||Melvin Keith Davis was born December 31, 1920 in Poy Sippi, WI, the son of Mr. and Mrs. Floyd Davis. The family moved to Neenah, WI and later to Oshkosh where Melvin graduated from Oshkosh High School in 1938. He attended Oshkosh State Teachers College. While in college he began taking flying lessons with Steve Wittman. He enlisted as an aviation cadet in October of 1940. He trained as a P-40 fighter pilot. He married Miriam Lorraine in August 1942 in Boston. He flew in the North African Campaign and was reported missing in action on March 21, 1942. He was officially declared dead in June 1944.
||Winnebago County Historical Commission
|Dates of Accumulation
||Letter from 1st Lieutenant Melvin Keith Davis, 85th "Flying Skulls" Fighter Squadron, 79th Fighter Group, to Emily and Frank E. Coffers.
Feb. 24, 1943
Dear Em and Family,
At the time I am writing this letter I am sitting in the (my) tent on my bunk smoking a cigarette on the Libyan Desert, somewhere in Trepaletania [Tripoli] The desert really is the Sahara Desert. Since I have hit Africa I have seen quite a bit of it. Mostly desert. I have flown by P-40 from the Gold Coast to where I am at the present time. This trip and my time spent on the desert has been packed full of experience and thrills. It's really not a bad life. As Officers we have the best of everything that can be had on the Desert, so do the enlisted men that are in the Air Corps.
I have seen several cities in Africa, from where the Negroes are to where the Egyptians are. The two most famous and largest cities I have seen are Cairo and Alexandria. Cairo was the most interesting but as far as people and places to go for the most enjoyment, Alexandria is the best for my money. Speaking of money, in cities such as Cairo or Alexandria a pound, which is worth four U.S. dollars goes about as far as 1 dollar goes in the States. Things really are quite expensive. The hotels are fairly modern but nothing like the ones we have in the States. Cairo may be famous but I wouldn't recommend anyone in the States to ever leave it, except of course, unless they were interested in places, such as this.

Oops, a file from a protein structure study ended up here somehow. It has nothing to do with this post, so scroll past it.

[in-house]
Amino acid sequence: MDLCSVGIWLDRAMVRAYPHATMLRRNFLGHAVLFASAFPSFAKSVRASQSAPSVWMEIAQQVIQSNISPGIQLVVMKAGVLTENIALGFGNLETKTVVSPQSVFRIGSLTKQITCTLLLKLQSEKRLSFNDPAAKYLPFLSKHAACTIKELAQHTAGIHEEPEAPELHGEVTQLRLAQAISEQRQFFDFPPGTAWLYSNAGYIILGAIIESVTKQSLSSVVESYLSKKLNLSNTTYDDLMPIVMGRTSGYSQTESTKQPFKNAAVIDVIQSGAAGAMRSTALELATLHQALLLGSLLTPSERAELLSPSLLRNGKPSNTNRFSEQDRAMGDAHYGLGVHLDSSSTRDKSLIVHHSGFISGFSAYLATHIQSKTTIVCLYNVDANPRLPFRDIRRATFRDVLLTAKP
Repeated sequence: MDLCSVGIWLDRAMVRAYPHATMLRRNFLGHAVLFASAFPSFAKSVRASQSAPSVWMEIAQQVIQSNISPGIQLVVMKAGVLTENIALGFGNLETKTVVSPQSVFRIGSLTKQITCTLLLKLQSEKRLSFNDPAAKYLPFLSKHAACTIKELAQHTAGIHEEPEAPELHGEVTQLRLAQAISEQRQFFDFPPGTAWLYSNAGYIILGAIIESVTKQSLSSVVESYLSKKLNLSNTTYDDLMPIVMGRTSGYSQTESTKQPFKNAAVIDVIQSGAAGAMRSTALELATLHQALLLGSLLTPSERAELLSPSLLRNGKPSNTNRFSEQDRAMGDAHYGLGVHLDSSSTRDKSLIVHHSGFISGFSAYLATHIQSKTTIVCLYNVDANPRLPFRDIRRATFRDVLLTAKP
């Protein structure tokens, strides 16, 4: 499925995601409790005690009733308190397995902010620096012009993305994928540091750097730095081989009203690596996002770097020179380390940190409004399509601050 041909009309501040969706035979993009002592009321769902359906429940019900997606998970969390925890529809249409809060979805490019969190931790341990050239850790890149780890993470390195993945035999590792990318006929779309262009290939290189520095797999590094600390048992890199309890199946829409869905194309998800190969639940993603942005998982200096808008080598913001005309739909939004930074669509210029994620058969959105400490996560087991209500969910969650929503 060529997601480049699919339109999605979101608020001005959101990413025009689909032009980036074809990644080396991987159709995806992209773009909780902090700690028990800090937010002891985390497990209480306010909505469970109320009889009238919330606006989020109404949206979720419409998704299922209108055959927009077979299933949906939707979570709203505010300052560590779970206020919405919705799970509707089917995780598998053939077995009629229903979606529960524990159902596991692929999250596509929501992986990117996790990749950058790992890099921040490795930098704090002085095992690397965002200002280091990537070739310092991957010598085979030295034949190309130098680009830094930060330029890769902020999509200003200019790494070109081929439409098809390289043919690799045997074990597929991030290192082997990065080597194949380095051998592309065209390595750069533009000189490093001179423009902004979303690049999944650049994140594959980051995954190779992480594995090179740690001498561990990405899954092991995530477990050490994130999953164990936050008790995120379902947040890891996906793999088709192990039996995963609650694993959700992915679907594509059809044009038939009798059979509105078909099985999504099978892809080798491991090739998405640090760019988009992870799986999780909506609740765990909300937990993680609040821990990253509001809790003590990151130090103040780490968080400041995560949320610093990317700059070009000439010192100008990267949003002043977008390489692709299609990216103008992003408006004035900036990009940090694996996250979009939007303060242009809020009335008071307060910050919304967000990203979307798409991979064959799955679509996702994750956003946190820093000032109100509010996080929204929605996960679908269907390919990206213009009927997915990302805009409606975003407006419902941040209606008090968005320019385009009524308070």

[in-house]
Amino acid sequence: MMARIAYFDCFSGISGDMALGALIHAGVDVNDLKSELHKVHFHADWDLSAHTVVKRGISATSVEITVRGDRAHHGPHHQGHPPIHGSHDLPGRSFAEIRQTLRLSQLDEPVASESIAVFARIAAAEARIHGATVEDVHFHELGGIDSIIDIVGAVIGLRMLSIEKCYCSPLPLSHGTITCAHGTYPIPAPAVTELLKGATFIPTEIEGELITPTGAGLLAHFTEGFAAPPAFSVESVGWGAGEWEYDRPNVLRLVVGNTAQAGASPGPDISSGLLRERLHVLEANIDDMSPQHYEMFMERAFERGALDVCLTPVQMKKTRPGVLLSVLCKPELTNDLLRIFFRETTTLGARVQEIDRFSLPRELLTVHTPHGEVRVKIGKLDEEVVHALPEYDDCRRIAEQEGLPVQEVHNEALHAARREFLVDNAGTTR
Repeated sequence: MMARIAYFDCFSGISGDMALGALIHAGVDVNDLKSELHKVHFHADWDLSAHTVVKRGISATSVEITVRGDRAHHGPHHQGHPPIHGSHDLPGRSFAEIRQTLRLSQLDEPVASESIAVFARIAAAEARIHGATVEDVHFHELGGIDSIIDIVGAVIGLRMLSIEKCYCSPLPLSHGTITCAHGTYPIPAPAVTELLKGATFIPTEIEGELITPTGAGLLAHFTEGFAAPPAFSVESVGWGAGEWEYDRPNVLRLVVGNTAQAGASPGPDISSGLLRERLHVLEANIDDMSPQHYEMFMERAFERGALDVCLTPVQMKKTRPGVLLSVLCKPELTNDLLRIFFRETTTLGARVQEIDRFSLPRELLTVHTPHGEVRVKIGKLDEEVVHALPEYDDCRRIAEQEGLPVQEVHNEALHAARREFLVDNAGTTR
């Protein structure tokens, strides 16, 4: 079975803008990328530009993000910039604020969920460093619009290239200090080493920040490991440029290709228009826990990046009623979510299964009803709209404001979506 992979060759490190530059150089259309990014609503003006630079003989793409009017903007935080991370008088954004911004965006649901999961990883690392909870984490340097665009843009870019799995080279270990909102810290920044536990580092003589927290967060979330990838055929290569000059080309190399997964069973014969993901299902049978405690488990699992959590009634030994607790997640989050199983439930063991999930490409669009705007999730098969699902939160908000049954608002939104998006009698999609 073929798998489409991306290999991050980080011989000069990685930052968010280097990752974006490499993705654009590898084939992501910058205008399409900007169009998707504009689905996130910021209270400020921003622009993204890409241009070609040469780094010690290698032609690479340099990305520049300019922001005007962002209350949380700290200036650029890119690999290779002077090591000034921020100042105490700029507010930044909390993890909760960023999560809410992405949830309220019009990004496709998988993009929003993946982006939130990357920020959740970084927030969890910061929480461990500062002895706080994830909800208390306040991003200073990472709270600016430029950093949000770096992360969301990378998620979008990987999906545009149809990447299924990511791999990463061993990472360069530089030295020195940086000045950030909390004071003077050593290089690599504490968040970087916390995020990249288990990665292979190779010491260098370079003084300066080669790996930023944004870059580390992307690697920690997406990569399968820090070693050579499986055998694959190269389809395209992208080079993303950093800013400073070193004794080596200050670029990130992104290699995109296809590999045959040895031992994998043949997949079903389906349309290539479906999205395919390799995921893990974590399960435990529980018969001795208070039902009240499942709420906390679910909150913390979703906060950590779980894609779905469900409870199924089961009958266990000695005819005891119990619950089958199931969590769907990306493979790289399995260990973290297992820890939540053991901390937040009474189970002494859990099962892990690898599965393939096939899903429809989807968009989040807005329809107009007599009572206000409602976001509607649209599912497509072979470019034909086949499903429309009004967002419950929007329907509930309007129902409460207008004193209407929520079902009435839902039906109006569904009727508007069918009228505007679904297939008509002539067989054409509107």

I have my own P-40 assigned to me and I have had painted on the sides of the nose in the front a picture of "The Flying Skull" which is our squadron insignia. I'm also going to have my ship named after my wife, "Miriam Darlin'". I think it's very appropriate.
I almost lost my plane a few days ago. I took it up for a test hop after a terrific sand storm and the motor cut out a few times on the take off and about three times in the air. I certainly was busy for awhile putting the wheels down and landing it. I can say without any doubt that this was my shortest flight. The whole flight lasted about three minutes. At the present time it is in perfect running condition, including the machine guns. Some fun, huh?
There really isn't much I can talk about because there isn't anything to say. We have plenty of liquor, plenty of good food and plenty of sleep. I believe I have gained about ten pounds since I left the states. Maybe this type of life does me good or maybe it's the climate.
So Frank still driving for the Bus Company. Is June still working in Chicago? How is Chub and his wife, Dorothy, making out? How are the snowstorms? In general how is everything?
Since I've been over here I have thought quite a bit about the good times I used to have at your house. You and everyone in the family are considered one of my best friends. When I was home in Oshkosh, I used to spend most of my time there and I hope to see all of you again, not in the too distant future.
P.S. Say hello to "Kitty" and the rest of the family and how is Bobby doing & Ruth and her family.
||World War II
||8: Communication Artifact
||Oshkosh Public Museum
||Davis, Melvin Keith
||World War II
United States Army Air Force
North African Campaign
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Last modified on: December 12, 2009